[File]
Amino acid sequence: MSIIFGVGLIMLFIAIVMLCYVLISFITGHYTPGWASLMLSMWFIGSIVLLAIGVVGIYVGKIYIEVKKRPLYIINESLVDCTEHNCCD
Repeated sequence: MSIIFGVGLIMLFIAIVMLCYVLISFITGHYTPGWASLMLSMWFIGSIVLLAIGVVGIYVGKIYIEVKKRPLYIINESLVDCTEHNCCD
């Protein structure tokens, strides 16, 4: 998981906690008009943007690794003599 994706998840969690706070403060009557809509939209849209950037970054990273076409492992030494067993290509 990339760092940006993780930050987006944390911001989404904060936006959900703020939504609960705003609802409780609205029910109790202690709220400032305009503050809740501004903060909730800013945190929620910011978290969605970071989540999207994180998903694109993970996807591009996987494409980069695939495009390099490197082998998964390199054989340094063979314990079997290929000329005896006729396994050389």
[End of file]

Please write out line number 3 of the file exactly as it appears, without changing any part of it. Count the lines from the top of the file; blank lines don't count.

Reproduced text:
């Protein structure tokens, strides 16, 4: 998981906690008009943007690794003599 994706998840969690706070403060009557809509939209849209950037970054990273076409492992030494067993290509 990339760092940006993780930050987006944390911001989404904060936006959900703020939504609960705003609802409780609205029910109790202690709220400032305009503050809740501004903060909730800013945190929620910011978290969605970071989540999207994180998903694109993970996807591009996987494409980069695939495009390099490197082998998964390199054989340094063979314990079997290929000329005896006729396994050389």